Wednesday, November 30, 2005

Work of Youth Organizers Ignored in Washington Post Article on Death at Oak Hill
Whats up, this is LaKeisha (age 18) and Aqiyla (age 16). Last school year we worked as part of the Justice for DC Youth Coalition on an organizing campaign to close
Oak Hill, DC's juvenile detention facility.

With much hard work, we won the fight for our cause and the Mayor and DC City Council agreed to close Oak Hill, a disgusting, poorly managed prison for youth, in 4 years and open smaller rehabilitation centers for youth that meet national standards, which basically means that they would actually help the youth who are there.

We had to organize to make this happen because even though DC Council spent a lot of money to put together the Mayor's Blue Ribbon Commission on Public Safety and Junenile Justice and put out this report that said pretty much exactly what needed to be fixed, they didn't do anything about it. If you don't feel like reading the whole report, you can just check out the conclusion.

Recently there was a fight at Oak Hill, the day before Thanksgiving and Karl Grimes (age 18) hit his head on a windowsill. He was taken to Prince Georges Hospital Center where at first he seemed okay but then he began to slur his speech and became unconscious again, and he was consequently put on life support. On Sunday at about six o’clock, Karl's family decided to take him off life support.

Karl Grimes was at Oak Hill for violating parole because of a school fight.

Do adults not care for young people’s safety, as if seeing them already as criminals, so why should we care about what happens to them? They say that youth are irresponsible, but this recent event in Oak Hill's history shows the lack of judgment on adults' behalf. Events like these clearly show that this facility is not fit to stay open and there clearly is not the proper supervision that is needed make sure the youth there are safe.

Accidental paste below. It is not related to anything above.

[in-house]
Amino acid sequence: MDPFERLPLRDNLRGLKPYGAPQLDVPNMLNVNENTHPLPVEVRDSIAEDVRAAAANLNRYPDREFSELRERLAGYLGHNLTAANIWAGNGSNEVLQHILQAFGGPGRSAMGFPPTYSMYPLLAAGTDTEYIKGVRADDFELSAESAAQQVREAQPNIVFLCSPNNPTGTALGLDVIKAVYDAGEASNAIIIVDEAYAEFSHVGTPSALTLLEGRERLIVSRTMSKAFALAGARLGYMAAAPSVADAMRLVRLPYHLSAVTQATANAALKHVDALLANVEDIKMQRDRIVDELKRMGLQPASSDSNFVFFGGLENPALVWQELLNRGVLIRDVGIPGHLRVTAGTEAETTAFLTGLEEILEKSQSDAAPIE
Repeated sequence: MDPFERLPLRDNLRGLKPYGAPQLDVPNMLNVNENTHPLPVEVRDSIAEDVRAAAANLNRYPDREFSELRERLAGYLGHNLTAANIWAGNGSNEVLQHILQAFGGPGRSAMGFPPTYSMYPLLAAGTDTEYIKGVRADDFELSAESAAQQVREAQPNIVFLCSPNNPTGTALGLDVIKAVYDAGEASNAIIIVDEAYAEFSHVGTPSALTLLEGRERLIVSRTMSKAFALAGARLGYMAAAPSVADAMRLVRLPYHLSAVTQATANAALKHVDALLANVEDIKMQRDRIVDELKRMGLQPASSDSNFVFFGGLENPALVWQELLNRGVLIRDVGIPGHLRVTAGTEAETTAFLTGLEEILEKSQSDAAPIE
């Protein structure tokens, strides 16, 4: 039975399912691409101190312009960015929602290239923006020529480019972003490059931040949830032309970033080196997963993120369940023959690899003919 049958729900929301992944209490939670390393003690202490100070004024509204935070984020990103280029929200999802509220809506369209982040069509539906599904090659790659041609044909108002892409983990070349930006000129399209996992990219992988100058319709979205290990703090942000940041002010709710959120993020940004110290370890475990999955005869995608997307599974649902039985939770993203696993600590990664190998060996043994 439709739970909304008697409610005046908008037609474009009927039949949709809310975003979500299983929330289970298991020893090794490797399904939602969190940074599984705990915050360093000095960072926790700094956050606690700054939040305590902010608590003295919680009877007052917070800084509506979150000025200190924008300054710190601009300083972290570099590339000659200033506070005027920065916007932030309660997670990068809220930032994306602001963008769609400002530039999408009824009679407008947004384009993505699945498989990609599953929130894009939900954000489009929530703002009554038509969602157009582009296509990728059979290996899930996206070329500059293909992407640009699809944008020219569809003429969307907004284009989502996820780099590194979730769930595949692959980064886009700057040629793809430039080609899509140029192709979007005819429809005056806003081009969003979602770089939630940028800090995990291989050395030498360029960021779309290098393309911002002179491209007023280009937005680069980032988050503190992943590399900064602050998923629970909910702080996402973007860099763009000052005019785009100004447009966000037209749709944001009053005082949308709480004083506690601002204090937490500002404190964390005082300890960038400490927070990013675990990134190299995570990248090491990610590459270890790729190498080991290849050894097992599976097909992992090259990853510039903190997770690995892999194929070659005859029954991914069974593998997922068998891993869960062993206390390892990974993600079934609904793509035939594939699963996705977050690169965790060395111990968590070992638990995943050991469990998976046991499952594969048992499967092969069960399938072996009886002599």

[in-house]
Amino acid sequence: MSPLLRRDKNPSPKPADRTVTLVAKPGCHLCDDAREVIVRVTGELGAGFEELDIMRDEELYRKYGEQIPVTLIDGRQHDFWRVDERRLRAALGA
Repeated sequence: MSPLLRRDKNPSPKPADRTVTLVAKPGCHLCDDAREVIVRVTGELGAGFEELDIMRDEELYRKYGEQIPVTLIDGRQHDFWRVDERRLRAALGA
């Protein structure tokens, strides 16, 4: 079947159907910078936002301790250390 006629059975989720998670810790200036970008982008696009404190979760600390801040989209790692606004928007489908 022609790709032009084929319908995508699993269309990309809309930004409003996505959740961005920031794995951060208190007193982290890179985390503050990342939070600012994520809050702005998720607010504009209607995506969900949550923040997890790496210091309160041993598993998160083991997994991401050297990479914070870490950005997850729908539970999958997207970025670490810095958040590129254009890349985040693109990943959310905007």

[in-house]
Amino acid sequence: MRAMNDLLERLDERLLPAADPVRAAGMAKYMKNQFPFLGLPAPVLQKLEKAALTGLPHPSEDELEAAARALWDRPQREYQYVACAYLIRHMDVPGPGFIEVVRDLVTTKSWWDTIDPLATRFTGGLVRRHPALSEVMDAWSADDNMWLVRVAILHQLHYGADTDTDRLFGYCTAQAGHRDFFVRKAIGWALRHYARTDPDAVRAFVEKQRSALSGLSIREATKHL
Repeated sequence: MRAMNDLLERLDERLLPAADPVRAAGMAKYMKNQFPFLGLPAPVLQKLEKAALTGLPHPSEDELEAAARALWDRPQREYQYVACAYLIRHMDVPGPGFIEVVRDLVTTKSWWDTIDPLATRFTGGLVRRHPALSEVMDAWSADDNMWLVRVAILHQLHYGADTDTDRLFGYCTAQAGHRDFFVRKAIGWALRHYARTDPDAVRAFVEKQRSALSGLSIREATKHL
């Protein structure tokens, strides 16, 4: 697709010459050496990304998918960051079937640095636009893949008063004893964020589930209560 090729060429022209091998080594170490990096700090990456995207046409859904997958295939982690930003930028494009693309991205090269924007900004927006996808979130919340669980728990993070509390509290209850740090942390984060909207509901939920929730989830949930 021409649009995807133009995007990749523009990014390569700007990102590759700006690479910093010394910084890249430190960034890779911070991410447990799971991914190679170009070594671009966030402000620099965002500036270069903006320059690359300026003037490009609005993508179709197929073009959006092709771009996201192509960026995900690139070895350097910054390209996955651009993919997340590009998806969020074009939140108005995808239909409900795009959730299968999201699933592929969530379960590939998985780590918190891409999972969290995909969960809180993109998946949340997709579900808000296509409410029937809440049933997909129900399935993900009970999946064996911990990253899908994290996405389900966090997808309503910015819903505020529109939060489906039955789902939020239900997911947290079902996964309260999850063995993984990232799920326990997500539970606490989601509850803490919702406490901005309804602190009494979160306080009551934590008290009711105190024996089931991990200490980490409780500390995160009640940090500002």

Also, the Mayor and DC Council received all the credit in the Washington Post article about this for 'agreeing to close Oak Hill', that should belong to the youth who worked hard and brought attention to the terrible conditions of the juvenile facility.

Also so you all know the Justice for DC Youth Coalition is still organizing around this trying to make sure the City sticks to what they agreed too. This is an excerpt from a letter that we and other members of the Justice for DC Youth Coalition sent recently.

November 3, 2005

The Honorable Adrian Fenty
Chair of the Human Services Committee
Washington, DC

Dear Mr. Chairman,

We are writing as members and allies of the Justice 4 DC Youth Coalition -- a group of concerned citizens that includes youth, youth service providers, parents, advocates, members of the faith community, educators and other community members working together for a fairer and more effective youth justice system in the District.